Home & News
  Tour Dates  Bio & Favorite Things  Photos  Articles & Reviews  Multimedia  Merchandise

(Click to refresh)
The Only CV Newsletter

Articles and Reviews

"Copycat Killers" (Scat Records)

Most self-modeled rock'n'roll messiahs such as Cobra Verde spend most of their careers trying to "save" things. The world, rock'n'roll, enough spare change to pick up a Schlitz 40-ounce for before the show are but the most popular. This time out, however, Cleveland's resident rock'n'roll junkies are all about destroying everything they get their hands on, at least in the note-for-note literalist sense.

Taking on a set full of cover songs, Cobra Verde smashes the blueprints of songs by the good (New Order), the bad (Pink) and the ridiculously obscure (The Easter Monkeys). Taking the shards of those songs, as well as a bunch of noise and attitude from the band member's own, much cooler, record collections, Copycat Killers solders its tracks back together for a scratch-and-dent take on pop hits.

Cobra Verde packs a big, no, humongous bong load and fires it up for Pink's "Get the Party Started" that crosses the onetime MTV favorite with Detroit-styled funk rock and a legion of marijuana references ("I'm getting high, so you'd better get the party started"). Thus, with heavily bloodshot eyes, Cobra Verde tries its hand at clusterfucking the canon with a slew of mix'n'match styles and songs. Continuing the funk vibe, Hawkwind returns as classic Motor City Motown in "Urban Guerilla," then Donna Summers gets spaced out with a distinctly Krautrock makeover of "I Feel Love." Blasting New Order's "Temptation" into straightforward pop isn't quite as successful for the band, nor is The Stones-go-lounge in "Play With Fire."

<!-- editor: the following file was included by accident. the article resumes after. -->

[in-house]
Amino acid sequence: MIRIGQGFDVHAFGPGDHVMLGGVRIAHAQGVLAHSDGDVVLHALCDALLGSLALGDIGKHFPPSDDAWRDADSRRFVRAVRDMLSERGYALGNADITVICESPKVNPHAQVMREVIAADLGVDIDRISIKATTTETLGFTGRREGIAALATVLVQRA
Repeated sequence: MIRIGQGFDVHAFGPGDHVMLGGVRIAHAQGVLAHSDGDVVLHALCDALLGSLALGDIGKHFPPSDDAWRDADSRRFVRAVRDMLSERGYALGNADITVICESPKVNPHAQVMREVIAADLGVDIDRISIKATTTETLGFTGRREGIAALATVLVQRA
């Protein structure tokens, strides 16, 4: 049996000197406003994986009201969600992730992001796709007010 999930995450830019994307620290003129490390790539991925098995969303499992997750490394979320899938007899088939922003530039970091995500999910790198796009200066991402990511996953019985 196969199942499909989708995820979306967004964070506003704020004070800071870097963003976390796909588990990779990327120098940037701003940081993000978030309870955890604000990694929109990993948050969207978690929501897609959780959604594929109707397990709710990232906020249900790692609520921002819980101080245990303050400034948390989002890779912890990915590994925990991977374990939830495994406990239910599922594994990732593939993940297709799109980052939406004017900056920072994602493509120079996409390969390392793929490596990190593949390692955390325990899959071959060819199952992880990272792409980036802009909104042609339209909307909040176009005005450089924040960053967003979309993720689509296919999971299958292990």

Cobra Verde's still a rock band, first and foremost, however, and, when it's not getting its goof on smashing up the pop lexicon, performs much better kicking up a racket and playing straightforward rock'n'roll. Shots on The Undertones' "Teenage Kicks," The Flamin' Groovies' "Yesterday's Numbers" and Mot the Hoople's "Rock and Roll Queen" show a more honest, if less creative, side of Verde.

Revering the old masters can be such a drag. Sometimes, it's just more fun to scribble moustaches and beards all over them as Cobra Verde does on Copycat Killers. It's not going to win the band too many new fans, save a few too-clever rock'n'roll fanatics with the record catalog deep and diverse enough to really enjoy this kind of monkeyshines.

-- Matt Schild

Back to articles and reviews